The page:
It follows then that some of the biggest moves and the most active trading occur with the European currencies (EUR, GBP, and CHF) and the euro cross-currency pairs (EUR/CHF and EUR/GBP).
Asian trading centres start winding down in the late-morning hours of the European session, and North American financial centres come on stream a few hours later, around 7-8 am ET.
News follows shortly thereafter at 8:30 am ET (1:30 pm GMT). This is when the Non-Farm Payroll data arrives the first Friday of each month (with occasional exceptions).
The next most exciting time for the forex is the London close, in and around 11:30 am ET.
Lots of exciting price action occurs then, usually resulting in a nice swing trade (price reversing direction).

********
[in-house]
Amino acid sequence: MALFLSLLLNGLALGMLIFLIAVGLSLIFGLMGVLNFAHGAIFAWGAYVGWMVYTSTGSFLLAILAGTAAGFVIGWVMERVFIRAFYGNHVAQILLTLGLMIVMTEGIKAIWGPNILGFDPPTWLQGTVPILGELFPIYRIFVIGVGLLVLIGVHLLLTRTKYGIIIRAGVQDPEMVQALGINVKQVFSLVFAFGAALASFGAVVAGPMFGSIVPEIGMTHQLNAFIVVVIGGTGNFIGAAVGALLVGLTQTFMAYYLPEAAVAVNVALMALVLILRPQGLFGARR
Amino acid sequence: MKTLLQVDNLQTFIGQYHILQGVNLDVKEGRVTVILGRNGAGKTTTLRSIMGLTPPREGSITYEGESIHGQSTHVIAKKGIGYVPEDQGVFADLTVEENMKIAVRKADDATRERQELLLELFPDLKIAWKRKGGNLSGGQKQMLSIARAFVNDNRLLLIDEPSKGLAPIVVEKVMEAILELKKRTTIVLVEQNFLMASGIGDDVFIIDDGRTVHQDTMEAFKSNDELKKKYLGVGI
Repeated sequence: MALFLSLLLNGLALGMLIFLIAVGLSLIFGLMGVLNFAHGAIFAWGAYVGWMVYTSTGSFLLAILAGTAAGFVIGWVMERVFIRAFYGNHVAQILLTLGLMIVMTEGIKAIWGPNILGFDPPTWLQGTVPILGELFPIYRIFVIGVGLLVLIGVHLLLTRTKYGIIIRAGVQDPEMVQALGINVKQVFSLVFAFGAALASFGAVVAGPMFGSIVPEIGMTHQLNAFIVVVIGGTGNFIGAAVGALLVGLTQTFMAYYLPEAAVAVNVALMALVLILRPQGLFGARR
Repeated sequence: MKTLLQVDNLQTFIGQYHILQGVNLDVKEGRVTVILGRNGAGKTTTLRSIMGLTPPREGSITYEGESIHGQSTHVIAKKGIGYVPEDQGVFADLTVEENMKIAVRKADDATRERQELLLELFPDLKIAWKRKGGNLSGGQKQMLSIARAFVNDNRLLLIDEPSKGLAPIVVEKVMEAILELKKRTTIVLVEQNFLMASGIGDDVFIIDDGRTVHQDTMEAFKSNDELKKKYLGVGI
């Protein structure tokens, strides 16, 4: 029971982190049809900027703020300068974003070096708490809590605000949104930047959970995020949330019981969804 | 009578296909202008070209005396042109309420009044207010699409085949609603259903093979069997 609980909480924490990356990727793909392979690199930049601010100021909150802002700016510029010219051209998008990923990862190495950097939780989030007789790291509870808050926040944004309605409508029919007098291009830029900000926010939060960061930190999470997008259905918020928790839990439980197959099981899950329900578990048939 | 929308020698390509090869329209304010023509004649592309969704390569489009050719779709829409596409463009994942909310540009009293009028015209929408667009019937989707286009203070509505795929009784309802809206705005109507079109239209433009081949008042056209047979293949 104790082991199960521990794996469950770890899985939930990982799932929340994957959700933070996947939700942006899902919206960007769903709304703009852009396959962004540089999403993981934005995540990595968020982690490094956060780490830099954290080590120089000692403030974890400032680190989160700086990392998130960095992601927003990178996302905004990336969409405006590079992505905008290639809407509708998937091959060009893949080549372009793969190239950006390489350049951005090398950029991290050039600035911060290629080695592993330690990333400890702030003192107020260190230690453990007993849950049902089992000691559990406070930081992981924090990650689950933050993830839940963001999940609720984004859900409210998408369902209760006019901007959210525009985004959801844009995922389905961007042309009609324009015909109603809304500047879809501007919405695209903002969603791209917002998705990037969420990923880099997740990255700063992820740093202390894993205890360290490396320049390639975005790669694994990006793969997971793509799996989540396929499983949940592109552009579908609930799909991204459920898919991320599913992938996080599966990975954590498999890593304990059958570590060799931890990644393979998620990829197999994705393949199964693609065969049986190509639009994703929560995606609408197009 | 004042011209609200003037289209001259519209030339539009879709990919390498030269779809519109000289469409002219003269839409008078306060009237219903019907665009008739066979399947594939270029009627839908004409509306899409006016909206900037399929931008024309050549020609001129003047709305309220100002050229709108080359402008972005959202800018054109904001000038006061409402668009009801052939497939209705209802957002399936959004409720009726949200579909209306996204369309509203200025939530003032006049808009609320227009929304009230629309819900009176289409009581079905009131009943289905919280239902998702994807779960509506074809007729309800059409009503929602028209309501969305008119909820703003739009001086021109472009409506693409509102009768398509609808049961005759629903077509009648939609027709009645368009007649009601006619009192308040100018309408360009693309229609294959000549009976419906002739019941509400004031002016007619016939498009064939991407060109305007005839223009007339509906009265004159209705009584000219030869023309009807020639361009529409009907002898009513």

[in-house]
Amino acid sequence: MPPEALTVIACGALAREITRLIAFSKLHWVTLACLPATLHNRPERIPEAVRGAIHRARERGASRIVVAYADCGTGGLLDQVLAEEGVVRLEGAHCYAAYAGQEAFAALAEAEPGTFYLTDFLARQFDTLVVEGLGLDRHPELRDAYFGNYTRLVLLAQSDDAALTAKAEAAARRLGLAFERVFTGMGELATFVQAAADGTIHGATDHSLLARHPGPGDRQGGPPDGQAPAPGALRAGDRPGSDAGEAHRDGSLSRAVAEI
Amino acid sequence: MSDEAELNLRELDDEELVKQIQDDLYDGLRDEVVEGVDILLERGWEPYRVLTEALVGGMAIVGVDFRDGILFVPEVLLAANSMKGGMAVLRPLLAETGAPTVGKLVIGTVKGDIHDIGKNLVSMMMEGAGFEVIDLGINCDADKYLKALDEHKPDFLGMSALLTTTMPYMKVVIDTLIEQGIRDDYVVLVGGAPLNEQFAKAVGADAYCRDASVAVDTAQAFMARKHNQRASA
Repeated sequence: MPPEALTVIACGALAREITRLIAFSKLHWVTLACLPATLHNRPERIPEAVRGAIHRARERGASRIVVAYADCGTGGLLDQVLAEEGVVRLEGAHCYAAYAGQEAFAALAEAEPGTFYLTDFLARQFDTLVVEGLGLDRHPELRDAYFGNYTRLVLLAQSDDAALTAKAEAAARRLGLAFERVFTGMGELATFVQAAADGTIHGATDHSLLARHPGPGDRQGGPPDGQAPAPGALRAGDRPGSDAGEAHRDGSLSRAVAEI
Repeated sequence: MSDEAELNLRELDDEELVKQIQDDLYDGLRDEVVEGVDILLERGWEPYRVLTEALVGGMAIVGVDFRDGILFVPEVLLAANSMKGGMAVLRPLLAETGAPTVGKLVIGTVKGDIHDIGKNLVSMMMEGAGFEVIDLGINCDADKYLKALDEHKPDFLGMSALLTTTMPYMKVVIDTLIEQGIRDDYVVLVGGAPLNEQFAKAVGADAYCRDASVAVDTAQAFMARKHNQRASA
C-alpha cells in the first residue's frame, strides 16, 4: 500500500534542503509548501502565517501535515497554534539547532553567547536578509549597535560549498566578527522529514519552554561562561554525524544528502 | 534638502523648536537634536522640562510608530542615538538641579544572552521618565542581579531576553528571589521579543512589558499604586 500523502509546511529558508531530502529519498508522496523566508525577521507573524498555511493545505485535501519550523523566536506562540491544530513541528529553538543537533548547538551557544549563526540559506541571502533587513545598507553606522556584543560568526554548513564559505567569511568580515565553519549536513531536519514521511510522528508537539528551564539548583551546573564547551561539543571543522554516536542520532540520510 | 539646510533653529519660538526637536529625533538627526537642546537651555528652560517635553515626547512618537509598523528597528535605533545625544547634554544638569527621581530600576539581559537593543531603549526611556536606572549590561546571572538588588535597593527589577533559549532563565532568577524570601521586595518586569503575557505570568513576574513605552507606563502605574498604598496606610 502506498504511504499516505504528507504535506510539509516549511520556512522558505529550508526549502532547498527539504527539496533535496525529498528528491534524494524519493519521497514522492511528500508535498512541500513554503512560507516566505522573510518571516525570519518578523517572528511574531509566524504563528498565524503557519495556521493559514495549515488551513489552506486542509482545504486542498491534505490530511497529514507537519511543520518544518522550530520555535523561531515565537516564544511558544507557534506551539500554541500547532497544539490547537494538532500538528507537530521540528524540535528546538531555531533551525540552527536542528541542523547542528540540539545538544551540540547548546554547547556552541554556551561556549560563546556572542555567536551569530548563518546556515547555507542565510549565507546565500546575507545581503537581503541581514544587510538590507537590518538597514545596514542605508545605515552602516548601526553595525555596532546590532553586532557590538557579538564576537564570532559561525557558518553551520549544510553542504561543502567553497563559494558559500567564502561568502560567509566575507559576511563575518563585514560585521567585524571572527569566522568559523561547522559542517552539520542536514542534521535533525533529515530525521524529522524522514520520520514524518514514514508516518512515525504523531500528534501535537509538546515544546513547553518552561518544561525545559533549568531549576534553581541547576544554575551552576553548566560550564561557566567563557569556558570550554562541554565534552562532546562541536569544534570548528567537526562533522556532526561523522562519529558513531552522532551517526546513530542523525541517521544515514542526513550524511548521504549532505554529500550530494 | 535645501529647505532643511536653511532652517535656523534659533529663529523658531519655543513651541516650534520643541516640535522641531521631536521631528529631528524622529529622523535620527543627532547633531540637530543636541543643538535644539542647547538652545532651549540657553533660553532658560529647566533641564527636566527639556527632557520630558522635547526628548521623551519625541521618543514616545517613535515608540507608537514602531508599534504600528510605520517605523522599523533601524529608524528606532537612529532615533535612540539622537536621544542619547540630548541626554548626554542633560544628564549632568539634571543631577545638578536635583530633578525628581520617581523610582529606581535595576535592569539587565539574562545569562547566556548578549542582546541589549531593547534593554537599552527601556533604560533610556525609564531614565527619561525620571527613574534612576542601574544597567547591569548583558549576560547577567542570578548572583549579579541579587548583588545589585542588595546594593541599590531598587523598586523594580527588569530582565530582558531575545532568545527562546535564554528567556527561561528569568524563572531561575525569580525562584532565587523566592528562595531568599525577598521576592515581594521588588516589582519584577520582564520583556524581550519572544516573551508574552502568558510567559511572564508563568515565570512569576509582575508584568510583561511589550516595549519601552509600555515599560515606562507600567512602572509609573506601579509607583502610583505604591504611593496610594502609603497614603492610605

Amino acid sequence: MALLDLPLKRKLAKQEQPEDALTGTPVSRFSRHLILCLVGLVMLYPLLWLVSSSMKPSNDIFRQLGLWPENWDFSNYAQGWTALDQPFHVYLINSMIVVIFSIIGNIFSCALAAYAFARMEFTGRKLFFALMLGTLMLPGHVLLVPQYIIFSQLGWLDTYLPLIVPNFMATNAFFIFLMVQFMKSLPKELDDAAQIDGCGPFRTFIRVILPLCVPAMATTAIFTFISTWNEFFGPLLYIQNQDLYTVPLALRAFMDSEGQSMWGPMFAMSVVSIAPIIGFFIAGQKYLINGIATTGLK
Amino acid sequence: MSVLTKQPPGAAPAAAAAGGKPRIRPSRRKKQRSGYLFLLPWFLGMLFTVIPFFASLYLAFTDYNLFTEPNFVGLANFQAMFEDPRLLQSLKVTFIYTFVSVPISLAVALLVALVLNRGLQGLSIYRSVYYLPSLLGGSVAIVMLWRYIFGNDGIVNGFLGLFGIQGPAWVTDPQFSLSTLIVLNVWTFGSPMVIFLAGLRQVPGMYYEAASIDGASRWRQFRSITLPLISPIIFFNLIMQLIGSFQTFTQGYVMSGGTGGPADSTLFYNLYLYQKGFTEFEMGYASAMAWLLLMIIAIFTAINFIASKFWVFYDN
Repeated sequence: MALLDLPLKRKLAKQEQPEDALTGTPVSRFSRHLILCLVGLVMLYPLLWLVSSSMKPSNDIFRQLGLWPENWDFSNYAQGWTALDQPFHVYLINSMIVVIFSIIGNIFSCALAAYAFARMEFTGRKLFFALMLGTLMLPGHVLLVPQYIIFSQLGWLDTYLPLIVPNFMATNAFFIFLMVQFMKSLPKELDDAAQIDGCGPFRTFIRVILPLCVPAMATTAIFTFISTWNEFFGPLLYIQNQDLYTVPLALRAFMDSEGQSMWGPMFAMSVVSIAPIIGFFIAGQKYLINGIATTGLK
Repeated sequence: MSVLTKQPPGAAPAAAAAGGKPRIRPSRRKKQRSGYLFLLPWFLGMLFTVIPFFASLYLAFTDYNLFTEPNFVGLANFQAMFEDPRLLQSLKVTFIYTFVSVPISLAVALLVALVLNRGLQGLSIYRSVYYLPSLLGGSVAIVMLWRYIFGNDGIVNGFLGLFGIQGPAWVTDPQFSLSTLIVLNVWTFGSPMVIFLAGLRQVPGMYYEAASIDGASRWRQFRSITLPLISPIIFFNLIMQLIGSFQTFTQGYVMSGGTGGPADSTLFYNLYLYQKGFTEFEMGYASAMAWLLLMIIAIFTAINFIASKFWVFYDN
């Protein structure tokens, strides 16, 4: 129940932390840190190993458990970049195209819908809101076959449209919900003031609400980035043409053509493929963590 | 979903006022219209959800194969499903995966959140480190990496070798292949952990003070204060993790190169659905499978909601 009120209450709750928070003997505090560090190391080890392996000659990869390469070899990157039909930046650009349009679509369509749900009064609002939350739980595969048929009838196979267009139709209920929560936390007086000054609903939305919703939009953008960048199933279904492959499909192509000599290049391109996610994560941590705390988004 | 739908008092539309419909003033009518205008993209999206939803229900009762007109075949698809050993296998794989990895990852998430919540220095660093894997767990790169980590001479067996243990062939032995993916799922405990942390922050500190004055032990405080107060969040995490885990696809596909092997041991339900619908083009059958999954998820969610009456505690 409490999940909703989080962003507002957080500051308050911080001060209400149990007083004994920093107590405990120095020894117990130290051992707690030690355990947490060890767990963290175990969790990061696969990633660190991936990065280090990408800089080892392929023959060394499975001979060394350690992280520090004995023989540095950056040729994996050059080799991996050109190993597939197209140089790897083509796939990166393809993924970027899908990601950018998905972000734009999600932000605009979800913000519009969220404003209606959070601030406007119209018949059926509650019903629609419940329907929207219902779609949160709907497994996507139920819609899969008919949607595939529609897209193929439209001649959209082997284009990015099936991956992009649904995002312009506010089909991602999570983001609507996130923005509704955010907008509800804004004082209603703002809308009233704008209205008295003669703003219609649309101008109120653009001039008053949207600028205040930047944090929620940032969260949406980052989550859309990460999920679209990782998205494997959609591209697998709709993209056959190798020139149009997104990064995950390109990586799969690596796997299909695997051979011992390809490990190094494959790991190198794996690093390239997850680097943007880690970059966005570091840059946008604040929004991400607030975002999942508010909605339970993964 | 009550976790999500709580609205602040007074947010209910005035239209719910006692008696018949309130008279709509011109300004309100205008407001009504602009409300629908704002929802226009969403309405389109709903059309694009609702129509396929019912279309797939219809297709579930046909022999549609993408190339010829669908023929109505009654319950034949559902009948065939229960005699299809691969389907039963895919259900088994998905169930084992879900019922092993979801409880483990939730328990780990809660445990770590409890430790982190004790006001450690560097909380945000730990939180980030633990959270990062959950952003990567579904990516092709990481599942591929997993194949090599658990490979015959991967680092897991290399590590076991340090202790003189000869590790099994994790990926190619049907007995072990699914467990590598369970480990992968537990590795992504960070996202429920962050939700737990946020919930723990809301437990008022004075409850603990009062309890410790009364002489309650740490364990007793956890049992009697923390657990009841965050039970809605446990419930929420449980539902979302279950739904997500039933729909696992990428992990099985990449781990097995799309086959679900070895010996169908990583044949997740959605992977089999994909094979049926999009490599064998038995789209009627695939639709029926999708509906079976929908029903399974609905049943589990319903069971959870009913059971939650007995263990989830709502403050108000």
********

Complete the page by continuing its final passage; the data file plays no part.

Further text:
Key U.S. economic data is released during the North American morning.
This is when the forex market makes many of of its most significant decisions on the value of the U.S. dollar.
It should be noted that extreme movements in the price of gold tend to attract the interest of currency traders, and usually push the dollar inversely.
Most U.S. data reports come out at 8:30 am ET – others released later (between 9 and 10 am ET).
Canadian data reports are also made available in the morning, usually between 7 and 9 am ET.
There are also a few U.S. economic reports that variously appear at noon or 2 pm ET., which adds some excitement to the New York afternoon market.
The daily trading operations of the European financial centres begin to wind down around noon ET.
The London, or European close, as it has come to be known, can often cause volatile swings in price action.
Most days, market liquidity and interest decline significantly in the New York afternoon, which can make trading difficult.
The New York afternoon market doesn’t play out consistently from day-to-day, necessitating that traders remind themselves of the lower liquidity conditions, and trade accordingly.